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Exactly how closely is Big Brother watching me at work?
August 26, 2014 4:16 PM   Subscribe

If I'm on my workstation at the office, using Pages through iCloud.com on a web browser, how likely is it that my IT department can see what I'm typing? I'm fairly sure they can see that I'm on iCloud.com using Pages if they look. But can they see the text I'm typing into a Pages document?

To be absolutely clear, I'm not planning on doing anything nefarious or unethical or against company policy. There will be no lawbreaking and no pr0n. I will not be getting fired. It's not that kind of question. Our company guidelines allow personal use of workstations during our downtime. Most people use this freedom for online shopping or checking their home email, etc.

Related to the main question above the fold...

If I'm on my iPad, logged into our company wifi, typing into a document in Pages or Byword or whatever, can IT see what I'm typing into a document?

And, if I'm on my iPad web surfing, logged into our company wifi, can they see what pages I'm surfing to?

Again, I'm not trying to do anything wrong. I don't mind if the IT department can see that I'm typing something into Pages. Even if they saw what I was typing, I would get teased about it - not fired. I'd just prefer to let any IT watchers think I'm writing to my congressman or my elderly father in my downtime -- and not, say, writing Teen Wolf fan fiction.

(Not that I would ever. And even if I did, I'd keep it PG at work.)

Assume a Windows 7 machine with no keylogger software. User privileges extend to going wherever we want online, but we're not allowed to install anything without admin rights. My desk is positioned so no one can creep up and read over my shoulder without me noticing. I don't know what else would be helpful to share, but I can answer questions if you have them.

If the answer is "it depends..." that's cool; I'm looking for odds, not guarantees.
posted by kythuen to Computers & Internet (10 answers total) 4 users marked this as a favorite
 
If you are on your ipad and on an https connection they can only see the url
posted by exois at 4:19 PM on August 26 [1 favorite]


If iCloud is all HTTPS then they can't see what you're doing. "assume no keylogger" is a somewhat big assumption, but most of what IT does they do with locally installed monitoring software and not MITM attacks on your HTTP traffic. If it's your own iPad there's basically zero chance of them monitoring the level of individual keystrokes. They may see what you're surfing as a side-effect of queries to your company's DNS server if nothing else. They can see anything that's non-encrypted HTTP traffic in general.
posted by GuyZero at 4:24 PM on August 26


If we want to, we can see it (well, we can see batches of keystrokes as they get sync'd up to the cloud). It's a hell of a lot of effort to go through, though. In my org, I don't do anything even remotely close to this without signoff from our HR VP.

This is not in the toolbox of most shops, though. Successfully attacking HTTPS connections is not rocket science, but there are a lot of little details to get right if you don't want the client to catch on. It's not something that most folks get right on their first try.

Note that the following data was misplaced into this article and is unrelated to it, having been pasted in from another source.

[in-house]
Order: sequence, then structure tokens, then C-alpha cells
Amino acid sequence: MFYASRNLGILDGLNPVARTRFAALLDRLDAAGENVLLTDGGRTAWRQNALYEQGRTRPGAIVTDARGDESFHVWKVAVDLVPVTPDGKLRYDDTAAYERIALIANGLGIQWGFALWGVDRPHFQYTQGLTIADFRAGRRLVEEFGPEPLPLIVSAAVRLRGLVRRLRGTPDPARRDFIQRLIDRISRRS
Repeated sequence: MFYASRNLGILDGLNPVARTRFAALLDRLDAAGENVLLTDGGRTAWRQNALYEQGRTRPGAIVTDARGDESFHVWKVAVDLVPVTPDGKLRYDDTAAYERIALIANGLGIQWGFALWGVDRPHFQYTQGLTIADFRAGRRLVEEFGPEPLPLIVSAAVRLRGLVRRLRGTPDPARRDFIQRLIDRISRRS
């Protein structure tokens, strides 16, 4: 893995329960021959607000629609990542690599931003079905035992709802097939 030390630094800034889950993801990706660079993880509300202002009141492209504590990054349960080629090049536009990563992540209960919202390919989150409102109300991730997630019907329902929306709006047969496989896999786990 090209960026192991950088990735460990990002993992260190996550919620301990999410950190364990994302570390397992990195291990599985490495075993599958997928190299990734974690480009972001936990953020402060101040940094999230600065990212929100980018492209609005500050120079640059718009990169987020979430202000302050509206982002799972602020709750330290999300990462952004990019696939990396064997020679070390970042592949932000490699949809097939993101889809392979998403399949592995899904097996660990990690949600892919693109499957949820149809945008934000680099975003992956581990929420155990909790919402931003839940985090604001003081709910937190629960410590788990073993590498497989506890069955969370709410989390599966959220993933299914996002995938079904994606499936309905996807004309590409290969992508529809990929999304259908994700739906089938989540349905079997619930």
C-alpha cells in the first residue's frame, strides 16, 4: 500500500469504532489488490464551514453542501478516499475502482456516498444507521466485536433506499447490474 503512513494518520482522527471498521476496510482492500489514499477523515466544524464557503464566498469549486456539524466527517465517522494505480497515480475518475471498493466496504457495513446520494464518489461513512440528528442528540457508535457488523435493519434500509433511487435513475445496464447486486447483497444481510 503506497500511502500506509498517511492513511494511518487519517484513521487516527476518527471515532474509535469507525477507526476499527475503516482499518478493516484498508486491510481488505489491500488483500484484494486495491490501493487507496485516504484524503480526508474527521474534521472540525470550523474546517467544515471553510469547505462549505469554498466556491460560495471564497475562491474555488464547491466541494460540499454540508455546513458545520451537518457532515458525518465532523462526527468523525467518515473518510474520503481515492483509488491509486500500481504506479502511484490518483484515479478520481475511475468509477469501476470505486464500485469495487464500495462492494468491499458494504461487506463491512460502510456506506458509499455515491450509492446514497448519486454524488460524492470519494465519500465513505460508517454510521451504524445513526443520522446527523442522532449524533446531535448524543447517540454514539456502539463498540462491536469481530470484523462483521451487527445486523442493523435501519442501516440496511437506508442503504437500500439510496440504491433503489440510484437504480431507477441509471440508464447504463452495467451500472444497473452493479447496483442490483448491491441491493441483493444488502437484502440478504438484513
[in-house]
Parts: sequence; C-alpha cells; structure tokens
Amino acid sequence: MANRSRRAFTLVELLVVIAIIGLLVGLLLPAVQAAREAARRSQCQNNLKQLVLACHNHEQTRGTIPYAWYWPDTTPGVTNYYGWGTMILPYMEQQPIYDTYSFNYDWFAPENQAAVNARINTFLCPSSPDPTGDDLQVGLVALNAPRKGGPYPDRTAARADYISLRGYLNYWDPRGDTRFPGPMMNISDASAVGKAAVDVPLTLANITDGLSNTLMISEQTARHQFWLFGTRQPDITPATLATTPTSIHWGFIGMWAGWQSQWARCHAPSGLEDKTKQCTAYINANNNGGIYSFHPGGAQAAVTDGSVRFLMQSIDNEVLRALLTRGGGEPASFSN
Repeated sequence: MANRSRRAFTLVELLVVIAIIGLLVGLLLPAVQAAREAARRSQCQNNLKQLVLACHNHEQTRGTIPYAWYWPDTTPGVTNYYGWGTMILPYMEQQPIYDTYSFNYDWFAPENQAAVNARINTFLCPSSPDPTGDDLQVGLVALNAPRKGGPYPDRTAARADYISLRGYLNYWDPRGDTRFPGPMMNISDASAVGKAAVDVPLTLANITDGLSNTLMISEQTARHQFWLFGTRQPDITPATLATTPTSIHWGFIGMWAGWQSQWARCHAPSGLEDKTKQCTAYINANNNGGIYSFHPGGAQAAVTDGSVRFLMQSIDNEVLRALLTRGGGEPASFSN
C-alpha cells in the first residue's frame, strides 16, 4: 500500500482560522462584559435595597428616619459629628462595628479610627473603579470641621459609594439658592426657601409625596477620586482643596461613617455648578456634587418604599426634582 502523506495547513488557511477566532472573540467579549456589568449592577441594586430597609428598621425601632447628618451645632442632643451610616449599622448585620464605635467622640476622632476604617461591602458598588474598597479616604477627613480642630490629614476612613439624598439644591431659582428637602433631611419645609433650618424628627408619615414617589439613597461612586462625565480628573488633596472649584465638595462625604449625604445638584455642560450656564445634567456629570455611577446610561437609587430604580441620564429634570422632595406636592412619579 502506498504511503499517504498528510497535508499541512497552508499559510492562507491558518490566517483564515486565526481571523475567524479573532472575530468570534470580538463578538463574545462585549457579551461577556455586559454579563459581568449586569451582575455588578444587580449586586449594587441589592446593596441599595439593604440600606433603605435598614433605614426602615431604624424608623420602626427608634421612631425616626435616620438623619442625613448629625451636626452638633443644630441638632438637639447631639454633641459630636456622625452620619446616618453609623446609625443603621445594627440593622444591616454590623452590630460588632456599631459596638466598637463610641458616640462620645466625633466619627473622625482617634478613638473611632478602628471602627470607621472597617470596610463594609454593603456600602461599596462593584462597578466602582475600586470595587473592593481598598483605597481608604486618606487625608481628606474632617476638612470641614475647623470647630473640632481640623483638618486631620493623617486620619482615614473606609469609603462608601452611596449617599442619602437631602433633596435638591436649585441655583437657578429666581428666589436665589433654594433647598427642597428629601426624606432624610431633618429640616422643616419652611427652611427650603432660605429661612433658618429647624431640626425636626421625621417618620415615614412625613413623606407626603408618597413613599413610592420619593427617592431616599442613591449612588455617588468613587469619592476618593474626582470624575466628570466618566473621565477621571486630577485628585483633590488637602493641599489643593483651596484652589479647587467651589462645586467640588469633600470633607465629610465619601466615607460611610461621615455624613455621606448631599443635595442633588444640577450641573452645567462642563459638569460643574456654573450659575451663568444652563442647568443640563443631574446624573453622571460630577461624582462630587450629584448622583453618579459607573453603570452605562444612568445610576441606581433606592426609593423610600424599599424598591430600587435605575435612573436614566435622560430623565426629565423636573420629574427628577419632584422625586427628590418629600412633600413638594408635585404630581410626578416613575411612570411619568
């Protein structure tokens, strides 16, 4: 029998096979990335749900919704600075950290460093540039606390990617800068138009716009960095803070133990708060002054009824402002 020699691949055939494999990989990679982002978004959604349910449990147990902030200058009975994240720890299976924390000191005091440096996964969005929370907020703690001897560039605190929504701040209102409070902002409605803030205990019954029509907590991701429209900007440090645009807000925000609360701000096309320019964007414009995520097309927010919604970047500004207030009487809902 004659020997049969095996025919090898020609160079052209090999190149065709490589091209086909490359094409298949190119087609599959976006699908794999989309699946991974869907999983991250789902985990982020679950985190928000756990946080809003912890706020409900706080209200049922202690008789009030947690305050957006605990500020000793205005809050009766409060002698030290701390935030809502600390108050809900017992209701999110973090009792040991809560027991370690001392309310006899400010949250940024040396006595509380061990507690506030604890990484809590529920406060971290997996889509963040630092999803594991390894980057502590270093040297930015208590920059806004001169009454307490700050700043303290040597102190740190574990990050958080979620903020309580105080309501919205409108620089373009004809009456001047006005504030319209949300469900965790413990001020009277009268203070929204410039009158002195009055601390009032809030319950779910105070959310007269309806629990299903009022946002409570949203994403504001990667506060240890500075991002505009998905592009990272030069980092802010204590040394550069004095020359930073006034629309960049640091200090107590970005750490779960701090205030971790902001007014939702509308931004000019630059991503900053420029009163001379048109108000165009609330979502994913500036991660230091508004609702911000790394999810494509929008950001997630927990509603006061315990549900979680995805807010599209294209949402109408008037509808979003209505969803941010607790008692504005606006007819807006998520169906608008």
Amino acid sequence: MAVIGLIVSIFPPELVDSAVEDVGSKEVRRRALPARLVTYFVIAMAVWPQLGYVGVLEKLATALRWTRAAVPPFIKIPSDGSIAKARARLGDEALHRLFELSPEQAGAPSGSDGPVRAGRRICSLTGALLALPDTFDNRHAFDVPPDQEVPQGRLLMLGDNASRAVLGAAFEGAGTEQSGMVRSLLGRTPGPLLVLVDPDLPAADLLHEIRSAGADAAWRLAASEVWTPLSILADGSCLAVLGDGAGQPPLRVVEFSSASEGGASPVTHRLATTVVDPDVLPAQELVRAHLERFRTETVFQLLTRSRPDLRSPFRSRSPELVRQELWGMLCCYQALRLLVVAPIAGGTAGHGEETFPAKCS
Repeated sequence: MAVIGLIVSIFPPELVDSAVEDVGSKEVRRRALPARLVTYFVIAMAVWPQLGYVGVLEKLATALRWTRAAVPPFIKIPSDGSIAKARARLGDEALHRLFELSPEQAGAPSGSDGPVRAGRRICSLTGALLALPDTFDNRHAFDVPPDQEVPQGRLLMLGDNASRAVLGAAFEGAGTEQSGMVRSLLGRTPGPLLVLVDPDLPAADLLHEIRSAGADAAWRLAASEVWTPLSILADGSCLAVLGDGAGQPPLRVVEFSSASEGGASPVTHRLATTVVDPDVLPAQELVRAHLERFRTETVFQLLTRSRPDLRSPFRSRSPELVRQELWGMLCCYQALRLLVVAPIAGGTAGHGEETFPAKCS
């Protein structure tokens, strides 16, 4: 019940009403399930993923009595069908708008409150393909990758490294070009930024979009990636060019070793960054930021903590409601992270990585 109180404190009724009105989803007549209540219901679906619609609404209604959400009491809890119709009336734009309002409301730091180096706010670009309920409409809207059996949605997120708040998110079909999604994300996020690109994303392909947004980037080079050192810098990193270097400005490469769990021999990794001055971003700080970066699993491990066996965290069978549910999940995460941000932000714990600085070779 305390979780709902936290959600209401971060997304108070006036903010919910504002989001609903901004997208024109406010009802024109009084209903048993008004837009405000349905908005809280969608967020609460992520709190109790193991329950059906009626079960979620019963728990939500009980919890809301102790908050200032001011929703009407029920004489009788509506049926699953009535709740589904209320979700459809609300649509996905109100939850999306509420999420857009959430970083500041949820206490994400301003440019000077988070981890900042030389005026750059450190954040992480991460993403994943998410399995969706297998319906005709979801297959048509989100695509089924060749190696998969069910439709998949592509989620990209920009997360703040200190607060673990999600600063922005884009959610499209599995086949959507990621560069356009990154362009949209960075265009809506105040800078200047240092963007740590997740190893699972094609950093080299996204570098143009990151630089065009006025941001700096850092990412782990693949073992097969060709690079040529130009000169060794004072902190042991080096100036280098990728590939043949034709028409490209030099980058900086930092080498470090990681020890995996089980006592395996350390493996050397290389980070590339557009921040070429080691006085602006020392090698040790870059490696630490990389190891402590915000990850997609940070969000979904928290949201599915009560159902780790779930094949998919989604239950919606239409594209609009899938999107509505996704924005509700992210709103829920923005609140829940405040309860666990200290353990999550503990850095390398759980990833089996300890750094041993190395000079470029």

I'd also like to note that if this is a personal iPad, I wouldn't even attempt this. That's some serious legal gray area, and all of the lawyers I've seen present on this topic say that interception of a personal device's encrypted traffic is something you don't want to attempt without a lawyer involved and an imminent threat to your network.

Also, a minor point of correction: with HTTPS, you can see what _domain_ the client is connecting to, but you cannot see the full URL. HTTPS does encrypt the headers, as it is a tunneling protocol.
posted by bfranklin at 4:38 PM on August 26 [7 favorites]


If you don't even want your IT to know the domain you're connecting to, you can use a VPN on your iPad.
posted by applesurf at 5:34 PM on August 26


They can't see what you type generally. However if it isn't encrypted they may be able to see things you transfer over the network to it. But then somebody would have to want to read your block of text for some reason. Then read it. And then tell somebody else which is ethically a big no no if it's not a durable offense and could get them fired.

Just be warned that some companies claim to own the rights to anything created on their workstations. Generally you see problems in IT where sine programmer programs something in their downtime and then the company claims to own it when the tri and monitize.
posted by AlexiaSky at 6:58 PM on August 26


bfranklin is right on the money: Technically, your IT department could see every keystroke if they have the motivation and resources to do it. Products like BlueCoat's SSL Proxy are made exactly to do this kind of intercept. But even then, it would probably only be automated scanning for keywords, known pattern like credit cards or social security numbers and anti-virus scanning. They would need a specific request from HR or IT Security to start capturing your traffic down to the individual keystrokes.

Since your workplace seems pretty relaxed (Personal use of company equipment, wifi that allows personal devices, etc), my best guess is they can only see the domain.
posted by TinTitan at 7:29 PM on August 26


As an IT guy, yes, we could probably see what you're doing (unless you're using some kind of encryption via https or VPN). But honestly? It's a LOT of effort, and unless someone is making us do it, we have plenty of better things to do.